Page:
Mexico, Central America, the Caribbean, and South America represent a substantial portion of U.S. wheat sales, accounting for around 33% of all U.S. wheat exports. Due to proximity and sophisticated, quality-focused markets, Latin America and the Caribbean see competitive advantages in U.S. wheat supplies. In fact, while total demand for U.S. wheat slowed the last two years, sales to Latin American countries increased.
This trend signifies the value of U.S. wheat to customers throughout the region. This article will analyze the recent trends in Latin American markets and highlight current opportunities for U.S. wheat importers based on their patterns.
In the marketing year (MY) 2022/23, South American wheat imports were 1.6 MMT, up 29% from MY 2021/22, while U.S. wheat exports decreased by 2% from the prior year and were 17% below the five-year average. On a country level, significant sales increases were observed in Chile, Ecuador, and Brazil, among others.
Despite high prices, customers in Latin America and the Caribbean continued seeing the value in U.S. wheat classes, particularly soft red winter wheat (SRW). SRW sales were up 28% from the year prior and 31% above the five-year average regionwide.
Emphasis On Value
Moving into MY 2023/24, SRW remains an excellent value. The latest U.S. Wheat Associates (USW) Price Report put U.S. SRW at $249/MT FOB, competitively priced with other origins. Despite the recent volatility in wheat markets, SRW prices remain at their lowest level since the summer of 2021, and wheat futures have just breached the $6.00/bu threshold.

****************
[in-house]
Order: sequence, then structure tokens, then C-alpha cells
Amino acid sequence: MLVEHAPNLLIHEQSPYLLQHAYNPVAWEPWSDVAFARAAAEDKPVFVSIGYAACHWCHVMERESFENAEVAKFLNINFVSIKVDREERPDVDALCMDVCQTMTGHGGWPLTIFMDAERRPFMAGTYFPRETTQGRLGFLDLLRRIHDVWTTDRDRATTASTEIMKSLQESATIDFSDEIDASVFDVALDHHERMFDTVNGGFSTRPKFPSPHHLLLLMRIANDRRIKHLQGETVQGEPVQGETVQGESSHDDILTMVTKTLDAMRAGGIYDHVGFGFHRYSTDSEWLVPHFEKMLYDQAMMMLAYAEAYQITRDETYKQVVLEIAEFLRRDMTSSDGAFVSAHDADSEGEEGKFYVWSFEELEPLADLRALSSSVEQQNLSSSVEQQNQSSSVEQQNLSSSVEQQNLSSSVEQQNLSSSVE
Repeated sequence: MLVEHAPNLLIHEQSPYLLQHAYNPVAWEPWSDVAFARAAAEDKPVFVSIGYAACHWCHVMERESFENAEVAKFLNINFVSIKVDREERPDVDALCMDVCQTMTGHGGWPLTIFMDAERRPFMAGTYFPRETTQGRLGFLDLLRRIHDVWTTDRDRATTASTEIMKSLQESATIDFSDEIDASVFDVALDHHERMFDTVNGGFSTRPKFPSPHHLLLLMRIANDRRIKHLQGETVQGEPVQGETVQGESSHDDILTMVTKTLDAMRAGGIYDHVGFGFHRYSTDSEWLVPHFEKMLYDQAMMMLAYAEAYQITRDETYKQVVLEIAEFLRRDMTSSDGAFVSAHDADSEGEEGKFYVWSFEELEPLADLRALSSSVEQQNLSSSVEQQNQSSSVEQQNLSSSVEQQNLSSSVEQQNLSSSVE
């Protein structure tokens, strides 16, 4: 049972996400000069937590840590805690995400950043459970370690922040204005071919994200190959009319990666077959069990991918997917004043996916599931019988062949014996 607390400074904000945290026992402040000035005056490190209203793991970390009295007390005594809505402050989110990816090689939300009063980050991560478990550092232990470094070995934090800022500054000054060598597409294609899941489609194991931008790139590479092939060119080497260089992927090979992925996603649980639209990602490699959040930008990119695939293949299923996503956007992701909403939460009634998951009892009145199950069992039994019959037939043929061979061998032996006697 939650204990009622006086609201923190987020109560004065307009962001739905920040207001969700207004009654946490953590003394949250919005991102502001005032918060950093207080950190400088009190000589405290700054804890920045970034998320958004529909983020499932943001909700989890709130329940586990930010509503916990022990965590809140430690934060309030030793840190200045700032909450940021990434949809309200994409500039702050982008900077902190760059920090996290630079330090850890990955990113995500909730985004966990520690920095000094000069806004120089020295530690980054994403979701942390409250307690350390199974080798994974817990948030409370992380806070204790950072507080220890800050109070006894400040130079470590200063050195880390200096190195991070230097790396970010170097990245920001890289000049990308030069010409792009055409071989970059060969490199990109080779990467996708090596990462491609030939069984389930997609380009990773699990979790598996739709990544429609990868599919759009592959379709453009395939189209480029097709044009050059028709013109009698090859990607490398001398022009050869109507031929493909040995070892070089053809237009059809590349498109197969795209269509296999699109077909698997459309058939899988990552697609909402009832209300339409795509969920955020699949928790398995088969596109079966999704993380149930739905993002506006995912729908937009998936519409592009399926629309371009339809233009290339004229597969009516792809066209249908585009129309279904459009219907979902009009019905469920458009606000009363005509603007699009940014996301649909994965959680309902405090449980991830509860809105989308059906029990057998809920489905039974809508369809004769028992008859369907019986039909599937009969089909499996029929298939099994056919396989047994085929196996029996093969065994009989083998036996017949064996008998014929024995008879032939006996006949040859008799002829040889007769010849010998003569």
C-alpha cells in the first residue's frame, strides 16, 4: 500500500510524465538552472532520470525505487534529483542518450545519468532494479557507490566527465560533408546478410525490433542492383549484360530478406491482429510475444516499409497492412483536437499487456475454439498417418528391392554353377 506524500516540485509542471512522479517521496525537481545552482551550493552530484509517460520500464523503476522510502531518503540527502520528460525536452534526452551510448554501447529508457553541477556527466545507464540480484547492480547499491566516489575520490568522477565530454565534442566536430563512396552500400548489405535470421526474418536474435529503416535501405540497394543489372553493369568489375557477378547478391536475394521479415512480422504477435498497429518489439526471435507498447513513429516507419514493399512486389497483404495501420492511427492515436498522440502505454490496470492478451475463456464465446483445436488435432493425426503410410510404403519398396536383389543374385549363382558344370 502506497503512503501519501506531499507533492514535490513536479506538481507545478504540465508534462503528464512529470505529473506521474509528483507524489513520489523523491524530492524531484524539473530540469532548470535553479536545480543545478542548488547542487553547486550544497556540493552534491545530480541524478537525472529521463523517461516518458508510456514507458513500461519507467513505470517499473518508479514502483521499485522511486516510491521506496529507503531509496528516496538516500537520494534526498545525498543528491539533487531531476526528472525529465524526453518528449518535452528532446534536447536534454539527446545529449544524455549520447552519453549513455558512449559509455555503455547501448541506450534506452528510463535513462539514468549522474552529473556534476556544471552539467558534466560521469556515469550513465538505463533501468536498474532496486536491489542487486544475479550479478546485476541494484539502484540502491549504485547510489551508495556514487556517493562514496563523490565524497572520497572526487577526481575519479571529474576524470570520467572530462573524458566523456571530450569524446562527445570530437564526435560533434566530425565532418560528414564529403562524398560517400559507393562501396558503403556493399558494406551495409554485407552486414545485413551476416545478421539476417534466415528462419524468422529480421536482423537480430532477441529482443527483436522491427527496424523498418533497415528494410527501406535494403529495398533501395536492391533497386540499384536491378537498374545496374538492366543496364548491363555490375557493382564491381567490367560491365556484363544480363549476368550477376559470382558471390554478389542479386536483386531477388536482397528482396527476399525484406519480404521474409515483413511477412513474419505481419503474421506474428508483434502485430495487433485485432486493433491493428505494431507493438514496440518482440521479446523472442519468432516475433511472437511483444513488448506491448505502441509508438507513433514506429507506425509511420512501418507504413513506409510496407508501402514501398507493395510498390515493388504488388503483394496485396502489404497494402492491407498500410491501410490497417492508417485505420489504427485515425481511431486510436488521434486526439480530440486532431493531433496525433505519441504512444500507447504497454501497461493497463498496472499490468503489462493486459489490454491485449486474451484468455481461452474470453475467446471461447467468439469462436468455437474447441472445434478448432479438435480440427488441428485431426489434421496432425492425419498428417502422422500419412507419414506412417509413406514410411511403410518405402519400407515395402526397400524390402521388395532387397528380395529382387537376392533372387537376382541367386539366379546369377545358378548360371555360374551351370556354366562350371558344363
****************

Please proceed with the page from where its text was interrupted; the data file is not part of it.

Sales of SRW are tracking above last year’s pace. The most recent commercial sales put SRW commitments at 1.6 MMT, and the majority of this increase can be attributed to purchases from Latin American and Caribbean customers. In South America, SRW purchases are up 37%, while total U.S. wheat sales are down 34% in the region.
The August World Agricultural Supply and Demand Estimates put SRW exports at 3.7 MMT, up 26% from the year prior and up 37% from the five-year average.
Risk Management is Vital
As mentioned in previous articles, the war in the Black Sea is a continued risk in the world wheat market. Though risk premiums have been eroded and the market appears to have reached some level of “comfort” with the war, prices can spike in an instant, especially as fighting has intensified in the weeks since the dissolution of the Black Sea Grain Agreement.
As seen in commercial sales to many Latin American customers, SRW demonstrates an excellent value as a high-quality and competitively priced soft wheat. Nevertheless, with the potential for more upside risk than a downward opportunity for SRW and all U.S. wheat classes, importers must watch market conditions closely to maximize SRW’s value in their blends. Your local USW office will be an important partner in this effort.
By Tyllor Ledford, USW Market Analyst